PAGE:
“I find that the premise [of the proposed initiative] is incredibly deceptive. We cannot have Los Angeles circa 1950. It just won’t work. The housing crisis is out of control; the homeless situation is out of control. People can’t find affordable housing,” said Jonathan Parfrey, founder of Climate Resolve and CicLAvia.

He said that the restrictions imposed by the initiative would also likely prevent Los Angeles from successfully competing for cap-and-trade funds to build affordable housing near transit stations.

It would “increase traffic, encourage sprawl, add smog, and greenhouse gas to our already polluted skies,” he said. “It would discourage sustainable communities, stymie the construction of public transportation and hobble efforts to build affordable housing, all of which our city desperately needs,” he said.

He conceded that the ballot initiative is framed around some valid complaints, acknowledging that there are bad development projects out there. “But with this measure, they are throwing out the good with the bad,” he said.

Bart Reed, executive director of the Transit Coalition, had similar concerns.

“This initiative is a roadblock for services our city and its residents rely on simply to get to work every day. If this passes, the transportation network Angelenos have spent tens of billions of dollars on will be left incomplete. If this passes the rich will be just fine but everyone else will be out in the cold,” he said.

Alan Bell, former deputy director of L.A. City Planning, is another opponent of this initiative, saying that it “flies in the face of planning practice” and would only make it harder for communities to improve their quality of life.

“The way the initiative is worded, it could limit the ability of the city to correct planning decisions made in the past that allowed” nuisance uses, like auto shops and recycling centers, in certain neighborhoods. It would also make it much harder for low-income neighborhoods to attract the investment they would need to raise the quality of life, he said.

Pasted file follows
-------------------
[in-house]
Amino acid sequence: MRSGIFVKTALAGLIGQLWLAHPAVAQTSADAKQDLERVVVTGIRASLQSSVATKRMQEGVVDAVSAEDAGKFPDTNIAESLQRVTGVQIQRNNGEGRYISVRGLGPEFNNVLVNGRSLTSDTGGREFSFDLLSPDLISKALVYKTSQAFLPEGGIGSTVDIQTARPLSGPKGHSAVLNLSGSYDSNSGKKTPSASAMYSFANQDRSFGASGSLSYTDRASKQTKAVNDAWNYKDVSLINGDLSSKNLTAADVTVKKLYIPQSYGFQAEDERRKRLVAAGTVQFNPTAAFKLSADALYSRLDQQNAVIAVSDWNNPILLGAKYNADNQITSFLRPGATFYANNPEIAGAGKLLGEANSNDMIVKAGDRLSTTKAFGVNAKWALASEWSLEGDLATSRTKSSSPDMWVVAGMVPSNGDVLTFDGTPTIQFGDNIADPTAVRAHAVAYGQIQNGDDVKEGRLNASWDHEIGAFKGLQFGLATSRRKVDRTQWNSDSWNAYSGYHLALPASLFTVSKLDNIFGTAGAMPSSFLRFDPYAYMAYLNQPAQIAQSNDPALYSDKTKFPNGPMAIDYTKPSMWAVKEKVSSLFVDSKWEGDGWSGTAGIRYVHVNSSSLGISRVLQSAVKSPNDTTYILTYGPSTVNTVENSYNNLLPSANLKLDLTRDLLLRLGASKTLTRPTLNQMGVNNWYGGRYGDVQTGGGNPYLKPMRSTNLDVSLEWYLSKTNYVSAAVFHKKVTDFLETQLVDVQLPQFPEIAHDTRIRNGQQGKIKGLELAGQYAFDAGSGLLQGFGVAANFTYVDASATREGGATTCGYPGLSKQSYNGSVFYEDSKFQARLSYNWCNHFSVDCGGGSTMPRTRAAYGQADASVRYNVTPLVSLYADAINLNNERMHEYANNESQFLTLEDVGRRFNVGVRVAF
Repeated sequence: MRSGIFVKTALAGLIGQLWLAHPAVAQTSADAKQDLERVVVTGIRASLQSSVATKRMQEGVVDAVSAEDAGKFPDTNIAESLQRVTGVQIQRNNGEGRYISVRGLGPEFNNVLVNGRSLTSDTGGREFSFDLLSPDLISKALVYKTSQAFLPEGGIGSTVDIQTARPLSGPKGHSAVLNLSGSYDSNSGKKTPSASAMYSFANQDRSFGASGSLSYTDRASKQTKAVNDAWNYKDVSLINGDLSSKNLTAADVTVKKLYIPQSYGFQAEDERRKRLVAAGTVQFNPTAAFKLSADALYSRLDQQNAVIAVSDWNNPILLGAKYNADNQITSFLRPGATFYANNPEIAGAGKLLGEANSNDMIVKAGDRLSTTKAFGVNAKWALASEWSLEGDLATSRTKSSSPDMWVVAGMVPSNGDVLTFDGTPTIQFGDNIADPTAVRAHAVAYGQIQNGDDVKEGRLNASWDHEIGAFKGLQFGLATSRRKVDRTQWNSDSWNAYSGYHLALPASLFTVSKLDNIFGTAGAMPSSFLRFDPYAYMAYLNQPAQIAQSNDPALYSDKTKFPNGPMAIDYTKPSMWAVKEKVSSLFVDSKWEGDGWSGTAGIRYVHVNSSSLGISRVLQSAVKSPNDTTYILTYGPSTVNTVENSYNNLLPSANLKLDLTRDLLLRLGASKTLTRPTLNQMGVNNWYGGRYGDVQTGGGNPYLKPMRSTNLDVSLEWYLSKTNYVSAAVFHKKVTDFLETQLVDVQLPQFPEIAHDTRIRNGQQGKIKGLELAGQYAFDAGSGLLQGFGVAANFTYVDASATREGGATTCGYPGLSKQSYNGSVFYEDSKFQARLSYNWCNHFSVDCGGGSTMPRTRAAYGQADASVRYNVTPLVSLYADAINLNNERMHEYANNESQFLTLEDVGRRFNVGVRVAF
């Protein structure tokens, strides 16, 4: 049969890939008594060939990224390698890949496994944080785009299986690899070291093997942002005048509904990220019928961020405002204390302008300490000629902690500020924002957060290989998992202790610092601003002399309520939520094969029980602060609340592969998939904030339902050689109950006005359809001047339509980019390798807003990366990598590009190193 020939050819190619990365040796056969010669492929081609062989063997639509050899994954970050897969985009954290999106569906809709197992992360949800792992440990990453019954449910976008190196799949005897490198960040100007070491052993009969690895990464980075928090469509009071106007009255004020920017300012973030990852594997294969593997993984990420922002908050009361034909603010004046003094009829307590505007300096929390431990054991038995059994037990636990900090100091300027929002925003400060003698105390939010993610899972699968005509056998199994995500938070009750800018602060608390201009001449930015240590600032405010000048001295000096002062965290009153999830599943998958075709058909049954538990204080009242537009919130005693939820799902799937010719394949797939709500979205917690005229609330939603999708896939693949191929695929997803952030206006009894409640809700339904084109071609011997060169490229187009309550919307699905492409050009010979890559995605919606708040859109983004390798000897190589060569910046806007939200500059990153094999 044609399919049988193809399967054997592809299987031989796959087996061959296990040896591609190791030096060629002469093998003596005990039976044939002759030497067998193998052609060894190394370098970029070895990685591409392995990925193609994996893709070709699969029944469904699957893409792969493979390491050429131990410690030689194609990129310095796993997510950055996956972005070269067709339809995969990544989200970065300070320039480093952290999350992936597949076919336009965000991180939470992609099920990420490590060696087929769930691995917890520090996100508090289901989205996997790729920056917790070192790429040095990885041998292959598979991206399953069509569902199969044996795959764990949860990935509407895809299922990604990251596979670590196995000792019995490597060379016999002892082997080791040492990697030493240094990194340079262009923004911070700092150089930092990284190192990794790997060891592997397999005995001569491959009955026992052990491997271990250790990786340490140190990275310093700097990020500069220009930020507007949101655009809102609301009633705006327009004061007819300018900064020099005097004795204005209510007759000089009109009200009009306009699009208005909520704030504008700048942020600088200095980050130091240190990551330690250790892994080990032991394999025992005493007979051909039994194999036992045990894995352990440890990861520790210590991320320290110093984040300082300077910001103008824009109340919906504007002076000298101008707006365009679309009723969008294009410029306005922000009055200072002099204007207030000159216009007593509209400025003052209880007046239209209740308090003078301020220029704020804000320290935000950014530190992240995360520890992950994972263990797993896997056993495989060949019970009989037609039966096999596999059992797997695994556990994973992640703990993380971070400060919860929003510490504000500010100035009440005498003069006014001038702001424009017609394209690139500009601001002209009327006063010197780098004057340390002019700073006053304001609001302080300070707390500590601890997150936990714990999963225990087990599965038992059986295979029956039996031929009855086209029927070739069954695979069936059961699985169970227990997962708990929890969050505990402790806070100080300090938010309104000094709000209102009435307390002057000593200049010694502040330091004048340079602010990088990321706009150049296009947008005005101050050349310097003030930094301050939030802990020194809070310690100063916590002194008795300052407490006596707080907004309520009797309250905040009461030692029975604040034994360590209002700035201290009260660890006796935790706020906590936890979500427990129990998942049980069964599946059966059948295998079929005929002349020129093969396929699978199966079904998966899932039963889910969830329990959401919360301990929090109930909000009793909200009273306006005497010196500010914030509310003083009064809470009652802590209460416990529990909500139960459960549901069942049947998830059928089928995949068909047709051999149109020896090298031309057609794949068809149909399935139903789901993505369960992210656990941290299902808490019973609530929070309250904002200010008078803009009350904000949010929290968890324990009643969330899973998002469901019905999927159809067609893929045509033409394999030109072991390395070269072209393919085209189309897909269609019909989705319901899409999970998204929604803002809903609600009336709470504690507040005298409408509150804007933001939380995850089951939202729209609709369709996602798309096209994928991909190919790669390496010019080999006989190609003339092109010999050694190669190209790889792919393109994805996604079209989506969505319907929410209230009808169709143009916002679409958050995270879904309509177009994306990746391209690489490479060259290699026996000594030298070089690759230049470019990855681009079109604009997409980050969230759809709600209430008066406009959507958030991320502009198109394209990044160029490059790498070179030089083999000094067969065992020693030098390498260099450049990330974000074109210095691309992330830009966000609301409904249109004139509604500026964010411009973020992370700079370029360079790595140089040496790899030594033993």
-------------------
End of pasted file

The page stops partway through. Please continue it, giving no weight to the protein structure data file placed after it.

While the proponents of the initiative frame it as an anti-displacement measure, it in fact is the exact opposite, Bell said.

“Mixed-use development in Los Angeles occurs on commercial development. It’s rare you are going to replace existing housing,” he said. “If you cut off the opportunity to the develop commercial boulevards or along transit corridors, developers are going to look at redeveloping rent-stabilized units. You’ve created a huge incentive to knock down existing affordable housing.”

And, he said, the initiative won’t stop growth. In fact, the Southern California Association of Governments predicts that the city of Los Angeles’ population will increase by about 763,000 people by 2040. That’s roughly the current population of Long Beach.

“Where are all those people going to live? Where are they going to work? If you restrict economic development and restrict housing development, it just means unemployment is going to go up, rent is going to go up,” Bell said.

  • You should link to the text of the proposed initiative http://www.aidshealth.org/wp-content/uploads/2015/11/Initiative-FINAL.pdf. It’s actually an interesting read. There’s a lot of vagueness in the standards for how the General Plan is supposed to be amended in accordance with the initiative. For example, you’re supposed to make sure that a General Plan update will not result in development that is “inconsistent” with development within a quarter mile radius (Section 5.D.(5)). So what does “inconsistent” mean exactly? Since the term is not precisely defined, the result will be more lawsuits against the City any time it tries to amend the Land Use Element of its General Plan.